Finalists named in contest to create app to aid homeless vetsEdit
By LEO SHANE III Stars and StripesPublished: June 5, 2012
WASHINGTON — It took the staff at the Virginia data firm Qbase just a few weeks to build a mobile app that maps all of the overnight shelters, mental health centers and Veterans Affairs facilities across the country.
But officials said that’s just the start. The final version will allow shelters to update their bed counts in real time. Veterans will be able to search for specific needs, like facilities that accept children or pets. The goal is to include every resource possible that homeless veterans can turn to when they find themselves in trouble.
All that, and the work only cost the VA a few thousand dollars.
On Tuesday, officials from the VA, the Department of Housing and Urban Development, and the Department of Health and Human Services unveiled the five finalists — including Qbase — in their Project REACH contest, designed to provide easy-to-use resource tools for homeless veterans and advocates.
The contest was launched in March with a push from rocker Jon Bon Jovi, who founded a community kitchen in New Jersey to help impoverished families.
He said he was moved to push for better resources after meeting a homeless man there last winter and realizing that he didn’t know what assistance groups were available nearby.
“Here was a guy who didn’t know where he was going to sleep, and now we have innovations to find these resources in real time,” he said. “This is going to give people help and hope.”
The contest finalists each received $10,000 and a chance to refine their software over the summer, for a chance at an additional $25,000 award. Each of the groups selected said the competition was a helpful push to use their database experience for public service. Contest organizers plan on announcing the winner in November, and pushing that application out to homeless advocates and facilities in the following months.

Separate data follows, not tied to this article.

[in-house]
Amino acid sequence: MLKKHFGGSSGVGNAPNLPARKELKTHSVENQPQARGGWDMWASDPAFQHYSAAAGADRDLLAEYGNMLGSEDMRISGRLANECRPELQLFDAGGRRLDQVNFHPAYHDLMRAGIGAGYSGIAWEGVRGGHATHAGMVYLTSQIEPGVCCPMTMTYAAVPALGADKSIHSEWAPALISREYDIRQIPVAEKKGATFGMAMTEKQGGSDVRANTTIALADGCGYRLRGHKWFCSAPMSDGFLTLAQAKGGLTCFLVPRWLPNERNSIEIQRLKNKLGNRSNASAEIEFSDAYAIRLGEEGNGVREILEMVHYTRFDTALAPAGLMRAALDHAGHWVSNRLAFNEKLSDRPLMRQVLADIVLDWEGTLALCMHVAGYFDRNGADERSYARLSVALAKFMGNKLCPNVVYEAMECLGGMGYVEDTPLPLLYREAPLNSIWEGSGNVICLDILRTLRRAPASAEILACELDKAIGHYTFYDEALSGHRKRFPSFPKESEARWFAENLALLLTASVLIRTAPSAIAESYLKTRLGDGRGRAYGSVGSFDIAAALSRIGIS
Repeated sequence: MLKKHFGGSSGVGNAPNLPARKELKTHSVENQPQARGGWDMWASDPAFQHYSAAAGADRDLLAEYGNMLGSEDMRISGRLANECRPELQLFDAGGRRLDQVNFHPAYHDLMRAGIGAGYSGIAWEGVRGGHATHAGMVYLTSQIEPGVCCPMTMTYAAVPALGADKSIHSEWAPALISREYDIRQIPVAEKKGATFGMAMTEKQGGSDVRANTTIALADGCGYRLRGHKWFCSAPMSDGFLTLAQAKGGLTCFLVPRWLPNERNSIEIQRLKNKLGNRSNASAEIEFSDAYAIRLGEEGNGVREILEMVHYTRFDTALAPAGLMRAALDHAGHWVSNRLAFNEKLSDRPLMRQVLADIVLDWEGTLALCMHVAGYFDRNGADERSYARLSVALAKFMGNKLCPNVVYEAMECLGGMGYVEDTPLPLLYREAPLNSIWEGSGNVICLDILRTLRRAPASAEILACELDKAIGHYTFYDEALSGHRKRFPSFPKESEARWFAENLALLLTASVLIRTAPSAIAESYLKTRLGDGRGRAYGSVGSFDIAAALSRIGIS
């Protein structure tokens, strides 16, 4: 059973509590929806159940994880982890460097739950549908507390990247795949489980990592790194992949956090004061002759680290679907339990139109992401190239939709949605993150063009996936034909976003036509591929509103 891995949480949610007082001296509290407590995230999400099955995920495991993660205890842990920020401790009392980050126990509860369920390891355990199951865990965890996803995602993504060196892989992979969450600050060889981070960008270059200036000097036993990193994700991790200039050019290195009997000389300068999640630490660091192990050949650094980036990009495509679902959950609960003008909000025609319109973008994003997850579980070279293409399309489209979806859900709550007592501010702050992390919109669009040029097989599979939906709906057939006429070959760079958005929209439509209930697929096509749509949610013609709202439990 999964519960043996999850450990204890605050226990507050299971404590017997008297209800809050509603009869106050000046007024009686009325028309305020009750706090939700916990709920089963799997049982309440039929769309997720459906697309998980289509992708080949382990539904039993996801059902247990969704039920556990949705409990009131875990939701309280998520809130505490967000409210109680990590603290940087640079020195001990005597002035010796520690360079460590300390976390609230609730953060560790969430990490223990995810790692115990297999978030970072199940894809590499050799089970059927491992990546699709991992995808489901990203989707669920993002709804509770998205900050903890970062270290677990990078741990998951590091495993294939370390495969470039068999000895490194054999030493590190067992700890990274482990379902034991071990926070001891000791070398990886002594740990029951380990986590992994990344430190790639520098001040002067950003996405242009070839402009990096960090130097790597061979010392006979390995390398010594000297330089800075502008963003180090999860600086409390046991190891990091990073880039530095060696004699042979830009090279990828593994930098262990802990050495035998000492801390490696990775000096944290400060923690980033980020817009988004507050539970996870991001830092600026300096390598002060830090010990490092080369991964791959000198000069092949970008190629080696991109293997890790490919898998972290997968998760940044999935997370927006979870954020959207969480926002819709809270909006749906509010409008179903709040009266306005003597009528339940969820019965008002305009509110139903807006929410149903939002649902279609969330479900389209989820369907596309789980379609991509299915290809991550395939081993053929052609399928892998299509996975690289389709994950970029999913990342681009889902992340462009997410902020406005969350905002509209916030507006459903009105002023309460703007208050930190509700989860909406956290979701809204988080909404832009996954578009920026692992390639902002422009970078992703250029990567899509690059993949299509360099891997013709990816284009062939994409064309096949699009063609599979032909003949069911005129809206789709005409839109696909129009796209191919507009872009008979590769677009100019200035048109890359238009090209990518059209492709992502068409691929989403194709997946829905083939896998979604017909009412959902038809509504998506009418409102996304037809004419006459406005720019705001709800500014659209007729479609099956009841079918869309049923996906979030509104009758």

VA officials said it was a low-cost way to get immediate results from a sea of available but confusing data on homeless resources.
Jonah Czerwinski, director of the Veterans Affairs Innovation Initiative, said nearly all of the bed counts, medical facilities and financial assistance details for the homeless programs are already available online. The trick is getting them into an easily adaptable – and useable – format.
“We’ve been pleased with what we’ve seen, not just from the functionality of these applications, but also the user experience,” he said.
The five finalist applications are all geared toward use both by assistance groups and veterans themselves. Czerwinski noted that many veterans struggling financially still own cellphones, and can access some of those resources before they end up on the streets.